Apr 06,2009 00:00
In a recent speech nominating former New York City Health Commissioner Margaret Hamburg as director of the Food and Drug Administration, President Barack Obama placed food safety center stage as he seeks to improve the under-funded, understaffed FDA. Obama said he would create a Food Safety Working Group to review the outdated (circa 1906, during the Theodore Roosevelt administration) laws that establish food safety guidelines.
But even with all this added attention, can we ever truly escape the dangers of contaminated foods? Unfortunately, the answer may be no. With the huge degree of human error — in processing plants and in homes — food contamination likely will be a challenge forever.
Every year, contaminated meat, fruits or vegetables enter the marketplace and initiate a variety of food-borne infections. The contamination almost always occurs by exposure to animal feces, which happens during growth or because of poor hygiene in processing plants. In addition, contaminated water can contribute to food-borne illnesses. The failure of an infected worker to wash his hands adequately or to wear protective gear can also lead to problems. Some plants are outdated, use old equipment and do not have rigorous safety systems to prevent contamination.
The most recent outbreaks of food-borne illnesses have occurred because of contamination by salmonella. In the past 12 months alone, salmonella contamination has occurred in spinach, Mexican serrano peppers and peanut butter. Last year, salmonella in peppers made more than 1,300 people ill and led to one death. In 1996, peanut contamination led to 600 cases of salmonella poisoning in Australia. A 2006 outbreak of peanut butter contamination caused 620 cases of salmonella infection in 47 states.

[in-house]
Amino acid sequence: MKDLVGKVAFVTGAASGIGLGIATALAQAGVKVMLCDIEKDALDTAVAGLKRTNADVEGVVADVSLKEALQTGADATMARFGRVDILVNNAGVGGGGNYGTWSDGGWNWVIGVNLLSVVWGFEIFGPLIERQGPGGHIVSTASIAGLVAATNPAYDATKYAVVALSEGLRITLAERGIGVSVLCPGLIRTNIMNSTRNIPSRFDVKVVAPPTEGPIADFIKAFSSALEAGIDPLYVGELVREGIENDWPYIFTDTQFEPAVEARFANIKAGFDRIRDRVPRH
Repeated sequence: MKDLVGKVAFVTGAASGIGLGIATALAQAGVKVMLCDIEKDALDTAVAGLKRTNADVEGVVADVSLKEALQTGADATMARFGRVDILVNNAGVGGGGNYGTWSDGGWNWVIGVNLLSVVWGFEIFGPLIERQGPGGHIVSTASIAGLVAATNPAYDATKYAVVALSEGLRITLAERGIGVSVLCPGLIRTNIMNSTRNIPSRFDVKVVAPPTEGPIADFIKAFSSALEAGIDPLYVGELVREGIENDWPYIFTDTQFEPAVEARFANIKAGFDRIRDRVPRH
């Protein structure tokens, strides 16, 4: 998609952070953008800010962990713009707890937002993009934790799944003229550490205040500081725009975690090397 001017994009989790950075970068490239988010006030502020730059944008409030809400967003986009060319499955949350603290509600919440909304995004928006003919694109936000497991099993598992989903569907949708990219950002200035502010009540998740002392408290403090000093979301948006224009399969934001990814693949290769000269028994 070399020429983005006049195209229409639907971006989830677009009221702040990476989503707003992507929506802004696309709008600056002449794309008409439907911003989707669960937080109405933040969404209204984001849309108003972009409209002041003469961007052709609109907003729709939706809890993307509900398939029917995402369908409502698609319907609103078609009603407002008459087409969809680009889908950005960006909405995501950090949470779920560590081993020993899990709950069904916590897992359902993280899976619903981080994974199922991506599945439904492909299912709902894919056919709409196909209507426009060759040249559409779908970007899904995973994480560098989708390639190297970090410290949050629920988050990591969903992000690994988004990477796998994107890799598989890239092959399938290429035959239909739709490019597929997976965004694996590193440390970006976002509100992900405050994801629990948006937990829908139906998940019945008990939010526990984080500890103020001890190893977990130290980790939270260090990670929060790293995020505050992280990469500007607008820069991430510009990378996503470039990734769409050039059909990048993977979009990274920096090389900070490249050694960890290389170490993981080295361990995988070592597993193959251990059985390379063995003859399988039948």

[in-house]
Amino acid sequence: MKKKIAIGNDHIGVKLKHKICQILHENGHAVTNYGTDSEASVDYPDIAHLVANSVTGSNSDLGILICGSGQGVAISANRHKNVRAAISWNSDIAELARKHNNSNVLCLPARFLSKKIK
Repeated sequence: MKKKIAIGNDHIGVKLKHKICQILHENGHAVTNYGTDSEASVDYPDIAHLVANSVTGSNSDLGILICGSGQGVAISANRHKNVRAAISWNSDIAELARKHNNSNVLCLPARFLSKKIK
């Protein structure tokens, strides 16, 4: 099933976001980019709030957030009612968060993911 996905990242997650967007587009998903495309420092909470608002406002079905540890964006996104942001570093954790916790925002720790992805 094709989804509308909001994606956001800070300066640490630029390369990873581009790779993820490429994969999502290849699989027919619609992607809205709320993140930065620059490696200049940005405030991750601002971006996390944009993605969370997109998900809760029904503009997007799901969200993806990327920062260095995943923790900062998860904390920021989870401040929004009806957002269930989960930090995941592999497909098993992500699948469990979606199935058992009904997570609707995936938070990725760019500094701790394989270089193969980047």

This year's outbreak led to 500 infections and three deaths in the United States and Canada. Investigations by the FDA have localized the contamination to a peanut processing plant in Georgia, which led to one of the largest food recalls in history and a dramatic reduction in peanut butter sales nationwide (which certainly did not help the unsuspecting peanut farmer).
While these nationwide "outbreaks" receive much attention, it is highly likely that contamination of food at home and restaurants leads to far more cases of salmonella infections than those reported. Each year, about 36,000 cases are officially reported in the United States, but the Centers for Disease Control and Prevention indicates that about 1.4 million cases and 600 deaths occur annually. Salmonella accounts for 31 percent of all food-related deaths.
Salmonella is a tough little bug. Once the bacteria have contaminated a certain food, there is no good way to remove them other than irradiation, a process that is frowned upon. From a food processing perspective, the better solution appears to be modernized facilities, trained workers and more frequent inspection.
Even with a massive overhaul of the food safety guidelines, Americans still will have to deal with food contamination. Exposure to contaminated food typically leads to abdominal pain, nausea and diarrhea. Most salmonella infections are self-limiting, meaning they can be resolved without anything more than symptomatic treatment, including adequate fluid intake and antidiarrheals for loose stools.
On occasion, salmonella infection can be much more serious and can lead to death. Always see a physician if you develop diarrhea and have blood, mucus or pus in your stools or if your abdominal pain is extremely severe, especially if you have traveled out of the country recently. An evaluation always is warranted if you develop a fever of higher than 100 degrees.
If you experience a rising fever, a persistent headache or confusion, seek help immediately. In certain people, the bacteria can enter the blood, causing life-threatening septicemia. Here, appropriate use of antibiotics can cure the problem and prevent death.
When it comes to food safety, you are your biggest advocate. Here are some rules to protect yourself: Wash your hands. Always clean your kitchen counters. Keep raw meat and poultry away from other foods. Remember: Heat kills germs. Make sure your food is well-cooked. Be wary of food contamination, and take reports of infections seriously. With a little effort, you can protect yourself.
Dr. David Lipschitz is the author of the book "Breaking the Rules of Aging."Copyright 2009 Creators Syndicate Inc.